The three-letter word “owe” sometimes creates confusion among writers. Take the case of its use in a news item titled: “Government gives PS one month to pay water project coordinator”, appearing on page 7 of the Custodian (9 July), in which the Deputy Water Minister, on an inspection tour of big water projects in Makongolosi, Chunya District, is quoted as saying: “the project will cost 2.8bn/- till completion, and so far the contractor ‘owes’ the government 270m/-.”
It is very unusual that a contractor implementing a public project will “owe” the government money. The contractor himself offers a clarification when he is quoted as: “thanking the government for pledging to pay him 270m/-, and promised the project will be ‘the’ one to be emulated in the country”.
You see the contradiction? The contractor “owes” the government 270m/- but the same goes ahead and thanks the government for pledging to pay him 270m/-. So, who owes who? If you “owe”, you are supposed to pay.
If you have a claim and must be paid, you are “owed”. In this case, the Water Deputy Minister is requiring her PS to pay the contractor within one month.
So, it is the contractor who is owed by the government, not the other way round. The sentence should therefore read: “so far, the government owes the contractor, 270m/-”.
On page 7 of the same paper, we find an item titled: “Officers found double-allocating land plots will be dealt with, Lukuvi warns”. The Minister for Lands further: “wanted land experts to continue educating the public in ‘town’ and cities to build in designated areas and surveyed plots which include obtaining a building permit before embarking ‘in’ construction”. Clearly, the Hon Minister was talking about “urban areas”: “towns, municipalities and cities”.
He also requires us to obtain a building permit before embarking “on” (not “in”) construction. The Minister is also reported to have praised the National Housing Corporation (NHC)’s creativity in constructing houses for both “ale” and renting in Iyumbu and Chamwino, Dodoma Region.
Constructing houses “for ale” sounds funny because “ale” is a drink: “a type of beer brewed using a warm fermentation method, resulting in a sweet, full-bodied and fruity taste”.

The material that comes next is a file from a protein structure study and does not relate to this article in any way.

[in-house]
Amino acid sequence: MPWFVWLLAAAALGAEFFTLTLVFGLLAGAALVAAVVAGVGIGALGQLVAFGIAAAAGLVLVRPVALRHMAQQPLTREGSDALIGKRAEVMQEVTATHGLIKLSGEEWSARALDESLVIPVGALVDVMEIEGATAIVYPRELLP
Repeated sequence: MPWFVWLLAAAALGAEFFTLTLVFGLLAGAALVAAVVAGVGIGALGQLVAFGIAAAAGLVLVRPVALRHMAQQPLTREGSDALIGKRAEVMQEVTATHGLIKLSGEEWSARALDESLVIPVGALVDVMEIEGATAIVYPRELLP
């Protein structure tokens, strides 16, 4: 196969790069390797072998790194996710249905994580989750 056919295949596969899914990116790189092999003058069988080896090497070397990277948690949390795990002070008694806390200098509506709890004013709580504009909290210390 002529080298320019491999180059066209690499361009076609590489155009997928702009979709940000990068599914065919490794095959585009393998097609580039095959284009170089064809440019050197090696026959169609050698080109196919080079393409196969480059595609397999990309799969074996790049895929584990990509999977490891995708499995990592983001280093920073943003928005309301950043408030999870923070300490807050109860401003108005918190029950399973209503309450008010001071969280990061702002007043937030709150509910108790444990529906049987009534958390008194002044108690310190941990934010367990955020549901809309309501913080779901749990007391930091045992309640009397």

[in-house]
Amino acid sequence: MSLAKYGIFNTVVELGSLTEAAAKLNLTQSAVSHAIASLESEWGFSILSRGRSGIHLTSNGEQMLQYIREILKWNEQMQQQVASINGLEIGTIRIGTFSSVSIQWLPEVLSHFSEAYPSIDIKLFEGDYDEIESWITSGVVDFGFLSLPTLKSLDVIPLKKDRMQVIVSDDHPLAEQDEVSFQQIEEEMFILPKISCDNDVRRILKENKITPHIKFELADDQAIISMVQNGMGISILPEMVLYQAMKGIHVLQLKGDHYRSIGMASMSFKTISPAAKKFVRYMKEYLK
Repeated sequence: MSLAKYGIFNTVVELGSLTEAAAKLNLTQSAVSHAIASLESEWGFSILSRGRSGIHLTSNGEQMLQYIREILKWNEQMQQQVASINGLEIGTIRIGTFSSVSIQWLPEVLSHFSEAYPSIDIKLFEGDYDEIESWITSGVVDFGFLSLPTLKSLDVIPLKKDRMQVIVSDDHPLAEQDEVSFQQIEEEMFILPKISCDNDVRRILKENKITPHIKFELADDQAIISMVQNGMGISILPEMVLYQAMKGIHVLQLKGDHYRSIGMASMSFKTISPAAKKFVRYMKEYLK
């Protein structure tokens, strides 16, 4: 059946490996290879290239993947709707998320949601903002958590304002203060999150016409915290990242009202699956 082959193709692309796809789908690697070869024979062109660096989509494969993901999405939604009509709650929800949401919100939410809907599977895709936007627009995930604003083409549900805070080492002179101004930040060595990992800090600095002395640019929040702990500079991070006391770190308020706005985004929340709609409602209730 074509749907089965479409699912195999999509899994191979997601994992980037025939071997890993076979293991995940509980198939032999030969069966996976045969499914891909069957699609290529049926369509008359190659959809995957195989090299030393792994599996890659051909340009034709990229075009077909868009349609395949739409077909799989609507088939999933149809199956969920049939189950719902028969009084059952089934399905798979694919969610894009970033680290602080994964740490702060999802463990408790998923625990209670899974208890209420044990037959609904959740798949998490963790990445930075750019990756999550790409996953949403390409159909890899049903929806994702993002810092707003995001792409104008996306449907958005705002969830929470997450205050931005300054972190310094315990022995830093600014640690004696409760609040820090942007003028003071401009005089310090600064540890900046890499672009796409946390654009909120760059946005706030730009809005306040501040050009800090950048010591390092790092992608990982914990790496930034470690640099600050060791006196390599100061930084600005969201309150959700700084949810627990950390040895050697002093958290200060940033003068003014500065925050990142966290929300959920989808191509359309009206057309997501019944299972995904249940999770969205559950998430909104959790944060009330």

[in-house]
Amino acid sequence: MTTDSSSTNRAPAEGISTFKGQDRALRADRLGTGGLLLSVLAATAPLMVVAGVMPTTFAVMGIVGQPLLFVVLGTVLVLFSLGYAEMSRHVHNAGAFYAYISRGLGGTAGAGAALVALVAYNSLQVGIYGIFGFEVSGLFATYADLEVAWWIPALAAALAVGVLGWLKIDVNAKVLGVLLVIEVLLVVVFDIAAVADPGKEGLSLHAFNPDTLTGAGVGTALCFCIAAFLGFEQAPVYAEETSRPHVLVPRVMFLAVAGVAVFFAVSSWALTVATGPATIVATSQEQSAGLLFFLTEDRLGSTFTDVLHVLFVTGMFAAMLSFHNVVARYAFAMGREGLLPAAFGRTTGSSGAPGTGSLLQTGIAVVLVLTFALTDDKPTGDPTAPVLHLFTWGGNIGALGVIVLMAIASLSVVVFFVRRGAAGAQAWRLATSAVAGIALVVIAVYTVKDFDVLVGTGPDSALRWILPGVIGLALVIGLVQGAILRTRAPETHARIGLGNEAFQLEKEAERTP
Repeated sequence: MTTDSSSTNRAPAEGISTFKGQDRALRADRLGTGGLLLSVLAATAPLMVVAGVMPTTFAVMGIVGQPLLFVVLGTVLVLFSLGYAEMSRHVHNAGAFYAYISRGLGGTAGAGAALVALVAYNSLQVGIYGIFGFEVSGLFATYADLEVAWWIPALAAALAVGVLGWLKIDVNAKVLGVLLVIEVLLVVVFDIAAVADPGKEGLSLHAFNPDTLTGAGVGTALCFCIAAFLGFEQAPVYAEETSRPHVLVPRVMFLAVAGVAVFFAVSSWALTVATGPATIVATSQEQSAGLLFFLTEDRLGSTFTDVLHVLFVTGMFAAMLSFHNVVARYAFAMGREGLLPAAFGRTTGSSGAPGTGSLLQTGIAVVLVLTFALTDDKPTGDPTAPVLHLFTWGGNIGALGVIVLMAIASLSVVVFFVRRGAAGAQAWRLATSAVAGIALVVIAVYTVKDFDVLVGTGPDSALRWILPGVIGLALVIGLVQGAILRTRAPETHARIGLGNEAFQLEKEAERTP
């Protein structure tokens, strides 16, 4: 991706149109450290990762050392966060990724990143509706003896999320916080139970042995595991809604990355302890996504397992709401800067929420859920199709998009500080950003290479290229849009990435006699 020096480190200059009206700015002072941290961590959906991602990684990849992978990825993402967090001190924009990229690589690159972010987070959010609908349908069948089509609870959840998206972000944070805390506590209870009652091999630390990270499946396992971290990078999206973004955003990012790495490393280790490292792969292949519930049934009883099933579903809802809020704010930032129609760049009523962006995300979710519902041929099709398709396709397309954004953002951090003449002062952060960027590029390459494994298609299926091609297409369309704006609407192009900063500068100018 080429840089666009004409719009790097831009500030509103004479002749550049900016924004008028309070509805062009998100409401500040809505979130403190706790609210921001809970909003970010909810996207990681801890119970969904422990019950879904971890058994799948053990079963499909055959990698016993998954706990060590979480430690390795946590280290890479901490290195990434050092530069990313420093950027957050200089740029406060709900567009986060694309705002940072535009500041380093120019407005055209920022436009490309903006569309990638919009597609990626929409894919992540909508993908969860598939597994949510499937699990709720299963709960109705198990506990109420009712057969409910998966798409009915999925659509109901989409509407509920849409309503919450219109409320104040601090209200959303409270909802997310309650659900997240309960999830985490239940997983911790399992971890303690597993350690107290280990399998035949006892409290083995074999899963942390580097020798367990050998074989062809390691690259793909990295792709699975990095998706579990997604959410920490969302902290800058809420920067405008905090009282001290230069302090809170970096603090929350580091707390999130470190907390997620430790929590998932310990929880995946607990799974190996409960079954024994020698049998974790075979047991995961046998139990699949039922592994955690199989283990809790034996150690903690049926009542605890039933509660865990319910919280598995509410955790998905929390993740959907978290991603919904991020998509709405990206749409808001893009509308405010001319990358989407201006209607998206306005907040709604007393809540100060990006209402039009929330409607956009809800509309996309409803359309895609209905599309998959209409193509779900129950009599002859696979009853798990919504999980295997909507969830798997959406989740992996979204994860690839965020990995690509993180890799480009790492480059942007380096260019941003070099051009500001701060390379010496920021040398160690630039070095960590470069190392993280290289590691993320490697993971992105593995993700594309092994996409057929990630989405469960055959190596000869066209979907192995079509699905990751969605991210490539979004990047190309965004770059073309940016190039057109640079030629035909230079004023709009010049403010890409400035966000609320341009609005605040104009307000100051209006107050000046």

So, is NHC being praised for constructing “house for ‘ale’”? Drink houses? Clearly not. An “s” is missing from the word “ale”. It should be “sale”. The NHC, faithful to its mandate, is building houses for “sale and renting”.
Meanwhile, the National Development Corporation (NDC) is reported to have done something special: “NDC launches special tractor trailer to reduce agro-inputs transportation costs”, runs the headline on page 6 of the Custodian. The launch was graced by the Minister for Industry and Trade, who is reported to have said the following: “May I ‘recommend’ the NDC management for the new innovative idea of manufacturing local tractor trailers”.
This sentence does not tell us what the Minister recommended. In any case, it looks like he is congratulating the NDC, for a job well-done. He therefore, did not “recommend”, but “‘commended’ the NDC management for this innovative idea of manufacturing local trailers”.
Finally, we go to Songea, and are left puzzled as to whether the words “zoo”, “game reserve”, “conservancy”, “park”, can be used interchangeably: “TAWA to boost number of wildlife in Ruhila ‘Zoo’ to hook more tourists”, runs the headline, on page 6.
In the first paragraph, the writer puts meat to the headline: “The Tanzania Wildlife Management Authority (TAWA) plans to increase the number of animals in the Ruhila ‘Game Reserve’ located 8 km from Songea Municipality in a new drive to attract and increase the number of tourists visiting the ‘conservancy’. Animals that will be added to the ‘zoo’ are giraffes and zebra. The number of people visiting the ‘park’ is between 30 and 40 per month ……..”.
In a zoo, wild animals are kept in cages and are fed, for the public to view. A game reserve is a large protected area dedicated to wild animals.
I’m off to Ruhila!